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There was a major upset in the chess world earlier this month, as Webster University’s streak of five straight President’s Cup victories came to an end at the hands of a team from the newly created school of University of Texas Rio Grande Valley, which managed to out-gamepoint Webster. The Cup is determined by the winner in the Final Four round-robin team tournament, with the teams being the top four schools from the Pan-American Intercollegiate Team Chess Championship this past December. This year’s Final Four was held at the Marshall Chess Club in New York City.

The four teams with their average ratings were Webster University, (2716.8), St. Louis University (2699.5), University of Texas Rio Grande Valley (2683.0), and Texas Tech University (2635.5). An unusual feature of the Final Four is that the winner is based on game points and not match points, as is the case with nearly every other team event that this writer knows of. If match points were used, Webster would have won. The hero for the winning Vaqueros was the Russian Vladimir Belous, who went 3-0 with a huge win over Webster’s Alex Shimanov in the second round. Webster still had a chance in the last round, when Ray Robson had a winning endgame vs. St. Louis University’s Dariusz Swiercz but lost his way and only drew.

As it stands now, University of Maryland-Baltimore County holds the record for the most President’s Cup wins, with six. Webster will try again next year to match that number. Final standings: UTRGV (7.5 pts.), Webster U. (7), St. Louis U. (5.5), and Texas Tech (5.0).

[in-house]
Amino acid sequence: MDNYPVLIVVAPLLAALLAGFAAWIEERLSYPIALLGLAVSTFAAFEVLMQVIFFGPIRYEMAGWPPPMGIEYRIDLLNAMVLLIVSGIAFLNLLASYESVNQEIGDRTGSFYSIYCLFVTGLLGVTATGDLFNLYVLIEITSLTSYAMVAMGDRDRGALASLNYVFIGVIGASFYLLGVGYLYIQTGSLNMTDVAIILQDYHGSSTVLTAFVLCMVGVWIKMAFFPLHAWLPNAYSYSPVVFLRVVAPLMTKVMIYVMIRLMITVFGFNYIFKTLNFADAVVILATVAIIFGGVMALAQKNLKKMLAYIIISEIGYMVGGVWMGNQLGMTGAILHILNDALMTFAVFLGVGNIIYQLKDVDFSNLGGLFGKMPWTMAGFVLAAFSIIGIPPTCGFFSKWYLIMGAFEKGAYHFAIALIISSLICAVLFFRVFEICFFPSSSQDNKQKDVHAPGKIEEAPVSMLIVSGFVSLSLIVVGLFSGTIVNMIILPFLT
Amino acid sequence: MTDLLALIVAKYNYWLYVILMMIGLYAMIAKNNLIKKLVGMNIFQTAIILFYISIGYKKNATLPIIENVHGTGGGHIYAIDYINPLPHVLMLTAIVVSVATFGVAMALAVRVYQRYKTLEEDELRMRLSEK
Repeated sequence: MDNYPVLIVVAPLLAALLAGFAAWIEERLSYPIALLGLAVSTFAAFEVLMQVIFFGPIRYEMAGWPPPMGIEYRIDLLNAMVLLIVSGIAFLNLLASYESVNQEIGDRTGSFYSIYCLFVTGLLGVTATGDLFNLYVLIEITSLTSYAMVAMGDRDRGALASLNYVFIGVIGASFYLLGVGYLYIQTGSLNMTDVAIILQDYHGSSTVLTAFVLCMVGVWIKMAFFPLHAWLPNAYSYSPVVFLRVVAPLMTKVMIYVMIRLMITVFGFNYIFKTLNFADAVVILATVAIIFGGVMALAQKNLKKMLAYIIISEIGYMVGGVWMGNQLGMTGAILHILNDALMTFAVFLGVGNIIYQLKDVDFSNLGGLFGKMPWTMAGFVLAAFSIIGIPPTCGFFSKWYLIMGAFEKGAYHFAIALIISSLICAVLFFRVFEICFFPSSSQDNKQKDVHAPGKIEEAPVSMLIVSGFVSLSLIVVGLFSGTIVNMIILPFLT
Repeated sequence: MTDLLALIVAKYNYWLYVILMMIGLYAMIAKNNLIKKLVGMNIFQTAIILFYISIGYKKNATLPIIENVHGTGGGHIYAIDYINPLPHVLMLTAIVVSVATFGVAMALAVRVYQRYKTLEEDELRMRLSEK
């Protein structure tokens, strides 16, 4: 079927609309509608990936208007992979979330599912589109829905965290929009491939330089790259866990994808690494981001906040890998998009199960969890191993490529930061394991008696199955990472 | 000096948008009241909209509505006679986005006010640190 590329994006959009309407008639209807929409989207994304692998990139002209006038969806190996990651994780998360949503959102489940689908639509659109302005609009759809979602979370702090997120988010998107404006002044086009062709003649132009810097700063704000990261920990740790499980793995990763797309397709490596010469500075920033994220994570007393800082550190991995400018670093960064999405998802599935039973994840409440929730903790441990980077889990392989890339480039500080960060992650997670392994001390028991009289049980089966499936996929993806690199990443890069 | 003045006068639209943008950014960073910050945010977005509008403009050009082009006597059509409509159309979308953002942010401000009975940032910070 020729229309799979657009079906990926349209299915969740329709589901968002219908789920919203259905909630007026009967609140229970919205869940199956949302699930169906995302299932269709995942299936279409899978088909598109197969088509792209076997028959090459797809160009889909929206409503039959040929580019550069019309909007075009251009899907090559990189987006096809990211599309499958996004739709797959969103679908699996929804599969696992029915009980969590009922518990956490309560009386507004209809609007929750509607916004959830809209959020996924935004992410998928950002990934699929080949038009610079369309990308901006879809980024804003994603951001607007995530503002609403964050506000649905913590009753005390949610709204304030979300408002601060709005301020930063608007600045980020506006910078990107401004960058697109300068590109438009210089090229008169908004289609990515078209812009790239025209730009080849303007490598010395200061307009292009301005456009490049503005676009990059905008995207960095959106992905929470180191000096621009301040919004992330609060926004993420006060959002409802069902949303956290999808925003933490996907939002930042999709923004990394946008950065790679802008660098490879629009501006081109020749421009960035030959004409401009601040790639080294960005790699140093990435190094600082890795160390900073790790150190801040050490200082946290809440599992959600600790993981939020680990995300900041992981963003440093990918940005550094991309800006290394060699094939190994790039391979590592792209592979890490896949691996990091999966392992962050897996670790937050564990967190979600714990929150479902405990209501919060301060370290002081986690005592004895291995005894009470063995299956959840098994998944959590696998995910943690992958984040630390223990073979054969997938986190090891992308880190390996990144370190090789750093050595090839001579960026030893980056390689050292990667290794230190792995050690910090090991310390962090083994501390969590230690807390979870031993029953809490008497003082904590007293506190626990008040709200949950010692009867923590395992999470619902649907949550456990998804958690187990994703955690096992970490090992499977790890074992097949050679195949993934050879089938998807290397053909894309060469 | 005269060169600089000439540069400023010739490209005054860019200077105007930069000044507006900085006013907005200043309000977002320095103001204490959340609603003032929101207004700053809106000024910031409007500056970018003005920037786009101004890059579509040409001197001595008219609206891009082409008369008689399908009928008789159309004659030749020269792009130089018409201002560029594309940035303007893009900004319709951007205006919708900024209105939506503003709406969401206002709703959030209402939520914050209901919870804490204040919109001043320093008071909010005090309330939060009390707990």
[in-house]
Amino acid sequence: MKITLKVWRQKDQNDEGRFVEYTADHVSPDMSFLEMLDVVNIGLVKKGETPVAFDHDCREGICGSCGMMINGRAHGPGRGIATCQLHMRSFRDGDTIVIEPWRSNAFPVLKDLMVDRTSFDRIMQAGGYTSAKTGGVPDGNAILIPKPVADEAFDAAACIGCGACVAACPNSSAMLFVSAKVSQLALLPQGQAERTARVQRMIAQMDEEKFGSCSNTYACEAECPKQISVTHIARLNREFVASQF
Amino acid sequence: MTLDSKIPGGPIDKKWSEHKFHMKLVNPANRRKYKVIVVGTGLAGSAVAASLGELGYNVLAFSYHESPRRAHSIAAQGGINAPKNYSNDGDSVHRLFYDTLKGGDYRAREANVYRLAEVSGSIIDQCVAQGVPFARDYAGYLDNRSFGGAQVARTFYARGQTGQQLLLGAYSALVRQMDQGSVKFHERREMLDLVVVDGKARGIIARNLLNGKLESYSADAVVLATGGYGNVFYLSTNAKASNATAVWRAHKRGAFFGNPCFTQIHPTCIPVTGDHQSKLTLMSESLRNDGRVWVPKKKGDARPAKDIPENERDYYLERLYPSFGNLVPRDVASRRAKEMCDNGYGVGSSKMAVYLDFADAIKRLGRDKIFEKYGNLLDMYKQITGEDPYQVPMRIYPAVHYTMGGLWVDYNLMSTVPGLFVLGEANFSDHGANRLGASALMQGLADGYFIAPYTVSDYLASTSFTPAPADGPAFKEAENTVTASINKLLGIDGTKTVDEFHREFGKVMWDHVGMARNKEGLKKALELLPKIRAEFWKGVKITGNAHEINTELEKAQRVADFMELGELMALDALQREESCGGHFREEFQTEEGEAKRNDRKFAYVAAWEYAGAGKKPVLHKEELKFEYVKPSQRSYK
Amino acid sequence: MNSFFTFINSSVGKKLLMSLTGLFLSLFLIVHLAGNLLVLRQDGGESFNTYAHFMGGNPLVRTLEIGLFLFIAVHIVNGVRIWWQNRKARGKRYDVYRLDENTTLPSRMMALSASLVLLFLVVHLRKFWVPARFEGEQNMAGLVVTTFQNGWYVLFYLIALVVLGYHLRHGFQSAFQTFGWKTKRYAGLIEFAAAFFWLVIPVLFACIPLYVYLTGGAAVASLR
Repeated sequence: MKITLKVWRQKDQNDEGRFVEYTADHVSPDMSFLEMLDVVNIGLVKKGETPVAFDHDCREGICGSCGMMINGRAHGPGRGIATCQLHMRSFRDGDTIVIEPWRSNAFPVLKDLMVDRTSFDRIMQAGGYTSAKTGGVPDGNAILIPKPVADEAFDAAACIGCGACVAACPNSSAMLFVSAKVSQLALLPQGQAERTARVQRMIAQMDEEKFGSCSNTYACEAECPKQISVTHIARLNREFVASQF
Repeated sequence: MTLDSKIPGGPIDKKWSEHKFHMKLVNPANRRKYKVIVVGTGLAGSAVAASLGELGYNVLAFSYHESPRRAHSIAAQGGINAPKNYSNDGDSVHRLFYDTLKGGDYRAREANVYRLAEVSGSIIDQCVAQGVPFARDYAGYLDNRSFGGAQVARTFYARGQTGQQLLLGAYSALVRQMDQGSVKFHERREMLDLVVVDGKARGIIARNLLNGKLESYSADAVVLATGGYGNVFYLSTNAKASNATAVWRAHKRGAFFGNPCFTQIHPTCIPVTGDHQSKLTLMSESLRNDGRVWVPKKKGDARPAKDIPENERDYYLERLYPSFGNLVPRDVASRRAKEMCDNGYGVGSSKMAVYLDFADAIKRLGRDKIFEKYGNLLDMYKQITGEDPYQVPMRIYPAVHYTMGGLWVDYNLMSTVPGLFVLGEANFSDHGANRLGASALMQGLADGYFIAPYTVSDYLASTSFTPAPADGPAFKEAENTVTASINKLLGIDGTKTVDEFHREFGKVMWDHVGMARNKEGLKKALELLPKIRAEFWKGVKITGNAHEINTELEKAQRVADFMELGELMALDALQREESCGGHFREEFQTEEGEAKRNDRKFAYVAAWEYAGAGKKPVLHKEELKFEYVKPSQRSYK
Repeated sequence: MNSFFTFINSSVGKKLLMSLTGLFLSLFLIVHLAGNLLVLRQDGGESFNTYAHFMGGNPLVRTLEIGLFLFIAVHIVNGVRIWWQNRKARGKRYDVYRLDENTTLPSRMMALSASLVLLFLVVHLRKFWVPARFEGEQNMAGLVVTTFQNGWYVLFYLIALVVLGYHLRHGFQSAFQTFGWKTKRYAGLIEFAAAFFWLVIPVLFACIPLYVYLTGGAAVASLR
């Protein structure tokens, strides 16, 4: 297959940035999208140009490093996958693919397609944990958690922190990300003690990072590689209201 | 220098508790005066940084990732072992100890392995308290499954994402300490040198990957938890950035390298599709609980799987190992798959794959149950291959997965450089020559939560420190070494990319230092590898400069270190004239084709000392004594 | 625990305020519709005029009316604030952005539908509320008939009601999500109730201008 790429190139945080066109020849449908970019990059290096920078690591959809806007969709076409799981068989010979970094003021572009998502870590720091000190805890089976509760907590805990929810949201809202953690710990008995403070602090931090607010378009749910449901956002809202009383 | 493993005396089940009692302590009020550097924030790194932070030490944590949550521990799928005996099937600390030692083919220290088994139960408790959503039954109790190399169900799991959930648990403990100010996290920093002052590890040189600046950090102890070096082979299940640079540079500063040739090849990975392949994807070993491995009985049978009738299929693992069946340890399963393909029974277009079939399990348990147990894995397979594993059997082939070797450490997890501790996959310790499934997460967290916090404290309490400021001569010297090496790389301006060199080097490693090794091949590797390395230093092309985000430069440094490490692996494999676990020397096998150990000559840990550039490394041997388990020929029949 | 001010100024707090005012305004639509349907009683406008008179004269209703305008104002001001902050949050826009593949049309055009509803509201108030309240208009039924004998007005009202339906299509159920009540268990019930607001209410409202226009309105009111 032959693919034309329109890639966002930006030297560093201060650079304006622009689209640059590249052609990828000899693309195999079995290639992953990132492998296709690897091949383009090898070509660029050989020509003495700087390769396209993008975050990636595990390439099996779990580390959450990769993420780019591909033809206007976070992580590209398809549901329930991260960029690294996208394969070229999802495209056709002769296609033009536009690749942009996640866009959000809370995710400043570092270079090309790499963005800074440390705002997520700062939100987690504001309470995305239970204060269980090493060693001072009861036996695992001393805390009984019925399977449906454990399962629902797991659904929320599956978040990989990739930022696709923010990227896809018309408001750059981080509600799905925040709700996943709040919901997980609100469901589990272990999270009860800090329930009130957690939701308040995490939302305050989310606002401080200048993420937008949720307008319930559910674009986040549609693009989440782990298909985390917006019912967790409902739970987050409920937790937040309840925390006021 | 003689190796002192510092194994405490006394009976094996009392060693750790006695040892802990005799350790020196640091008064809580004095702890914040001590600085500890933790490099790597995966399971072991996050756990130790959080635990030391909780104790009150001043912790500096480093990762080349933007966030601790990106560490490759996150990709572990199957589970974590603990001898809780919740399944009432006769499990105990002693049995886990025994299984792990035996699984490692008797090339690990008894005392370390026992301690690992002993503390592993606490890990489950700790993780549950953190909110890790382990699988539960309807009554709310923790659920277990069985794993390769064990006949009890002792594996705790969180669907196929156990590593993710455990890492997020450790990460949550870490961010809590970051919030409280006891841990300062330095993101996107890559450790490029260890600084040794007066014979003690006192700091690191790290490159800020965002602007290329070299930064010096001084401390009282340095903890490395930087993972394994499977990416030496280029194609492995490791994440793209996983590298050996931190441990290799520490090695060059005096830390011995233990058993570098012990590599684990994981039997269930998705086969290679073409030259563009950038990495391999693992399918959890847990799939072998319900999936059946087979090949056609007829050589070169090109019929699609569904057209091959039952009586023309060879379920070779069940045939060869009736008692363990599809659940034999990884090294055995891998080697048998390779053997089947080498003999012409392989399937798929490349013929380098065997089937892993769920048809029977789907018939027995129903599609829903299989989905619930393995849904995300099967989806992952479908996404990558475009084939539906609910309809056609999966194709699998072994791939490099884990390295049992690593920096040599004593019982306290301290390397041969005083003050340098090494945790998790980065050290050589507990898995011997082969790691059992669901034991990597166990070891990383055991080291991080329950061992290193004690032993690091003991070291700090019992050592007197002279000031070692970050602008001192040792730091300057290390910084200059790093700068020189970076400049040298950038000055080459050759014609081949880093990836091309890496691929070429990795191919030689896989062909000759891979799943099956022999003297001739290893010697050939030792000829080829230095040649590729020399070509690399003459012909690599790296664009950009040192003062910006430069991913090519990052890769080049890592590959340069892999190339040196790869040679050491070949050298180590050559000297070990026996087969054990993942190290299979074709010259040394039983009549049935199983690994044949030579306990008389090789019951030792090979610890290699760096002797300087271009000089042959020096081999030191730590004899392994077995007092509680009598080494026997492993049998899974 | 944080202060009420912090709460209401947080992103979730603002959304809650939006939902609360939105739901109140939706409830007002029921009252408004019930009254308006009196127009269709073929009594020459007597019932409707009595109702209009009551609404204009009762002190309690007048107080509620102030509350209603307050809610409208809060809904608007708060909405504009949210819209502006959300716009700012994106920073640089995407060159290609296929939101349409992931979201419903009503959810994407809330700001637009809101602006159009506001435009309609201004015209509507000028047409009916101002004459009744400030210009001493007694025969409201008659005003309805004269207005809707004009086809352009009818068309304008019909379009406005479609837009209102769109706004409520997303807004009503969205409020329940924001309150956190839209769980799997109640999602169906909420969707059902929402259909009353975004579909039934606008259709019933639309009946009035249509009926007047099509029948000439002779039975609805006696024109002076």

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It should be mentioned that the oldest collegiate match is England’s Oxford vs. Cambridge. This year’s was the 136th such meeting.

Coming events: April 27-29, 27th annual Eastern Class Championships, Host Hotel at Cedar Lake, 366 Main St., Sturbridge, www.ChessTour.com/ecc18.htm; April 29, Boylston April Scholastic, www.BoylstonChess.com

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Recent results: Mass Game 60 (157 players); 1st: Nathan Solon, 4/4, 2nd, Lawyer Times, 3.5; 1st, Boston Elite Invitational Quads, Quad1, 1st, Alex Yu, 2.5/3, Quad2, 1st: Joy Cao, 3/3, Quad3, 1st, Rafael Pashkov, 3/3, Swiss, 1st: Raymond Xu, 3/3; Fitchburg CC’s Evert Siiskonen Memorial (38), 1st-5th: Roger Cappallo, Paul Godin, Bruce Felton, David Thomas, Michael Commisso, all 4/5.

Answer to today’s problem: White just played 1.Nxe6 hoping for 1…Nxe6 2.Qxd5 but Black had something better. 1…Nxh3+ 2.gxh3 Rg4+! 3.hxg4 Qh2 mate


Chris Chase can be reached at BostonGlobeChessNotes@
gmail.com.